The race to replace Rep. Chris Stewart in Utah’s 2nd Congressional District was too close to call as of late Tuesday night.

Celeste Maloy led her opponents in the special Republican primary election by the end of vote counting Tuesday night because of a strong showing in rural and Southern Utah counties, while Becky Edwards was far ahead in Davis and Salt Lake counties, and Bruce Hough trailed behind.

Vote tallies showed Maloy with a narrow lead over Edwards, 38% to 36%, while Hough had 26% of the vote total as of late Tuesday.

Shortly after 11 p.m., the state said they would not be updating election results until Wednesday.

“All 13 counties in Congressional District 2 are done reporting for tonight. Results will be updated on our website tomorrow at 5pm,” a social media post from Elections Utah said.

The counties that still had the most outstanding votes as of Tuesday night were some of the largest in the district, according to the New York Times, reporting Associated Press results. Salt Lake County had processed 77% of its ballots, Davis County 82% and Washington County 75%. The remaining votes could tip the balance of the race.

Jason Perry, director of the University of Utah’s Hinckley Institute of Politics, said the race was “lining up between urban vs. rural lines, which many expected.”

“While Edwards and Maloy both campaigned throughout the district, they worked hard on their bases and areas of support. Edwards concentrated on urban and suburban areas while Maloy centered on rural Utah. In the returns we have seen so far, rural Utah has shown up and has the capacity to significantly impact this race which is now too close to call,” he said.

Early returns favored Edwards, but later shifted to Maloy

Maloy watched the votes come in surrounded by supporters in a packed ballroom in Cedar City, where she excitedly moved from table to table greeting over a hundred would-be constituents.

“I always knew Salt Lake and Davis Counties would be tough for me,” Maloy told the Deseret News. “I decided early on to have a rural strategy and make sure they felt heard, and seen, and represented, and I think it’s working.”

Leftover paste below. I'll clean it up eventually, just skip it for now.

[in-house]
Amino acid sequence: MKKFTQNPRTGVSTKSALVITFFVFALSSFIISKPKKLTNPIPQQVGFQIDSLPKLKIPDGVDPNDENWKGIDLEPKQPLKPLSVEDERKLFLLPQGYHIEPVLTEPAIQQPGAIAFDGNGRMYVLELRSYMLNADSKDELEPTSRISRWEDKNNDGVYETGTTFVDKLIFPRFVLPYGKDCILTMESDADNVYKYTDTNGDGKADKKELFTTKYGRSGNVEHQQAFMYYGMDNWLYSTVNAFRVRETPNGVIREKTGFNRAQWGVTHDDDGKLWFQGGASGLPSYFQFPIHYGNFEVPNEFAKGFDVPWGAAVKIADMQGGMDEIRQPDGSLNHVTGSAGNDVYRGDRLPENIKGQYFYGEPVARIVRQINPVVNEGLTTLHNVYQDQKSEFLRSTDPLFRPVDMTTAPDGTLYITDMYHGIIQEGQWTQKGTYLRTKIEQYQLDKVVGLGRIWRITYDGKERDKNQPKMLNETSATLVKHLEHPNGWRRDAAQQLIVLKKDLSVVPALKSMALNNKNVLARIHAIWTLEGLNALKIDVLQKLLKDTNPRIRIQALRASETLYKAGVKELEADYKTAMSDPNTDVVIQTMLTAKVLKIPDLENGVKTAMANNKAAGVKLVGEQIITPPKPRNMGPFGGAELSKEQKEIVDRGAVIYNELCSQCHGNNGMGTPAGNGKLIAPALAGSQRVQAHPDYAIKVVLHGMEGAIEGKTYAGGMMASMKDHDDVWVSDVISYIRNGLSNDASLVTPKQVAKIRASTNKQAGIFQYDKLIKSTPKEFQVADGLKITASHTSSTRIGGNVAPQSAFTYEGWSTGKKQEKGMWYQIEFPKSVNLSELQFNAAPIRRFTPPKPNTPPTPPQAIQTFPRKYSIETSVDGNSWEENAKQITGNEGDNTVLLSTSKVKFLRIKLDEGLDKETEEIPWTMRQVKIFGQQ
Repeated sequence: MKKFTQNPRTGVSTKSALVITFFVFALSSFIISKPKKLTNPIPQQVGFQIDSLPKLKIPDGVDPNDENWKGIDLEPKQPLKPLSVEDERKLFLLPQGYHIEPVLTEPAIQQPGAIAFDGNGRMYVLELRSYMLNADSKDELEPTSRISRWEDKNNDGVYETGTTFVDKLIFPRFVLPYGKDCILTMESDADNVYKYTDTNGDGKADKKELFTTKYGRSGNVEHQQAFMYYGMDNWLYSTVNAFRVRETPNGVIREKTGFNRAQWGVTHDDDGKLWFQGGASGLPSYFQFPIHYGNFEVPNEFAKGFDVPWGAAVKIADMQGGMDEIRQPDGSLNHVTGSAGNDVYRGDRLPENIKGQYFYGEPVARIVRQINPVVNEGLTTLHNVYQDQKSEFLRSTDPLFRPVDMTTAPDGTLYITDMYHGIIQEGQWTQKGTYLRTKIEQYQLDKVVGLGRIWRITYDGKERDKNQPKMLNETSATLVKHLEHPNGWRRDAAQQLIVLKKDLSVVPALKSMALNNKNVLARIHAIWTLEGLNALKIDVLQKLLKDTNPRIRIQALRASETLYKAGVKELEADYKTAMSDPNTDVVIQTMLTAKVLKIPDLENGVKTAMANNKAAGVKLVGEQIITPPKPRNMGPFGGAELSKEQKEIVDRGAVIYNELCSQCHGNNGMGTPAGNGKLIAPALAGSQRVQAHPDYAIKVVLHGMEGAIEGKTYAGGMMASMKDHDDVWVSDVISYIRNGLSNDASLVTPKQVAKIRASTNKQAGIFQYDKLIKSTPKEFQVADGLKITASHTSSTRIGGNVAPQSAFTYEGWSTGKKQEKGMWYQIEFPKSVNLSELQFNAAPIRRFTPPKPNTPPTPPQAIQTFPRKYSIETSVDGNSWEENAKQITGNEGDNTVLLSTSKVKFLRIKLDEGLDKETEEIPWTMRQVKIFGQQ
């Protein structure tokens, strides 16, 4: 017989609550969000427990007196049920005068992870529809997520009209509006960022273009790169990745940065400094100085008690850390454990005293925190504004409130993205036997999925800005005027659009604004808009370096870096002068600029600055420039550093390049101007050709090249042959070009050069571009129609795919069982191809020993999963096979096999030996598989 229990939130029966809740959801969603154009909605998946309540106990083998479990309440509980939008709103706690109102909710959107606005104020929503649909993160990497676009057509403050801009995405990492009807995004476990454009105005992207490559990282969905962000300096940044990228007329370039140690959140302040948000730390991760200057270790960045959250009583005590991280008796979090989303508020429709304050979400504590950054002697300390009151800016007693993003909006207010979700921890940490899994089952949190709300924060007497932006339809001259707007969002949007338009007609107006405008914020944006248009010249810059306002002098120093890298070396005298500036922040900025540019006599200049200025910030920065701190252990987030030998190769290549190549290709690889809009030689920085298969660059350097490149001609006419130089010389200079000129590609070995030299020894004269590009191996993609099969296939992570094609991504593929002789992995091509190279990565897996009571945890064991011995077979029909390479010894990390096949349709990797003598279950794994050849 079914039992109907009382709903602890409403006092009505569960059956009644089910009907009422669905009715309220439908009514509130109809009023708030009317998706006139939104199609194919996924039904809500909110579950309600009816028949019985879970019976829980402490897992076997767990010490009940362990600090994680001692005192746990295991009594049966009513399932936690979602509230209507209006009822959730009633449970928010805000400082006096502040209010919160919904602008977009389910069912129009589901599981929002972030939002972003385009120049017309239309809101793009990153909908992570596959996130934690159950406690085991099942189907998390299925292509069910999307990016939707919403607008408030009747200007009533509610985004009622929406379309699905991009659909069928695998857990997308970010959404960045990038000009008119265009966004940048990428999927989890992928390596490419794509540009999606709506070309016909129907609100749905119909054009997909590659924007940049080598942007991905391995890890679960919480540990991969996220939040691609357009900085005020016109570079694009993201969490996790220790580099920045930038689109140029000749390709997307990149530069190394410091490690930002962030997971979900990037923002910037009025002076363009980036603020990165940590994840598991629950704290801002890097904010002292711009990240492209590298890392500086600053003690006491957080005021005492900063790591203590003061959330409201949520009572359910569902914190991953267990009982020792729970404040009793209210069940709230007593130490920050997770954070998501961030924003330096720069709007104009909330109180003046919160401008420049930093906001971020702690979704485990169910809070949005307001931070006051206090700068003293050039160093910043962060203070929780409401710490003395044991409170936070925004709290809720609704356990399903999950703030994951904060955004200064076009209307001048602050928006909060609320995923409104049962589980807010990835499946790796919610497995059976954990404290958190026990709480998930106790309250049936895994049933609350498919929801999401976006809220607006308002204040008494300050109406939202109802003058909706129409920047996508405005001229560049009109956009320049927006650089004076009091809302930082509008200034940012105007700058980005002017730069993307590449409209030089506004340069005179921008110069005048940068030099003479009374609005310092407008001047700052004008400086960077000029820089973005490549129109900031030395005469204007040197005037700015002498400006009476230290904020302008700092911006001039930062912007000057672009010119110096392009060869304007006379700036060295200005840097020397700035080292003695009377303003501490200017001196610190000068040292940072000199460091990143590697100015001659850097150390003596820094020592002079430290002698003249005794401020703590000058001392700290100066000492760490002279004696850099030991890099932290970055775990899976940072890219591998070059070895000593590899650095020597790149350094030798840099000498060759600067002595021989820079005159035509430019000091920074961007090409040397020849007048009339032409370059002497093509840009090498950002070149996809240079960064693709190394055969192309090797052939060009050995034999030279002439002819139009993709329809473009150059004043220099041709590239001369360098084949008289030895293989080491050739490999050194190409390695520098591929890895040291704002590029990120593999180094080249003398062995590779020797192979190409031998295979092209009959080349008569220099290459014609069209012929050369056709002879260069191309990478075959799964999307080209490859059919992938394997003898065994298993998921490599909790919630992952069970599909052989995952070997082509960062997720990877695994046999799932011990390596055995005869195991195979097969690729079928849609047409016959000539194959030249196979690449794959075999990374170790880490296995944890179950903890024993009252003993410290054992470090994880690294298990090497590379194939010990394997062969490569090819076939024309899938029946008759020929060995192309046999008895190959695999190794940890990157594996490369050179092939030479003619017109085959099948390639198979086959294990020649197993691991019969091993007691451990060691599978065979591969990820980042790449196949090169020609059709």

Edwards was up in the vote count early in the evening after Davis and Salt Lake Counties were some of the first to report. But as more rural counties uploaded their totals the gap between Maloy and Edwards shrunk from 25 points to 10 points and then to nothing as results from Washington County came in.

The preliminary results were met by loud cheers from a few hundred Edwards-watch-party attendees. Edwards was swarmed by hugs from all around as she walked the event space in downtown Salt Lake City, where she was trailed by grandkids covering their ears because of the noise.

“I just hope that we stay on track here,” said Edwards’ communications director, Chelsea Robarge Fife.

Edwards’ husband said he remained “cautiously optimistic.”

The room got quieter, however, as more rural counties reported their results and the gap narrowed, with Edwards thanking her volunteers and telling them to head home at 10 p.m., saying she still felt “optimistic.”

“Thank you for all your efforts to get to this point,” Edwards told supporters. “Thank you for being committed to a shared vision for taking a little bit of Utah to Washington D.C. ... We’re really optimistic and so grateful tonight.”

The mood was also positive at Hough’s watch party in West Valley, where a small group of a few dozen supporters stood by as the results rolled in. Hough was engaged in conversation with four of his grandchildren and some of his children, whom he has made a central component of his campaign. He said he was feeling “confident.”

Utah 2nd Congressional District candidate Bruce Hough talks with supporters Tuesday evening, Sept. 5, 2023, in West Valley City. | Alex Goodlett, for the Deseret News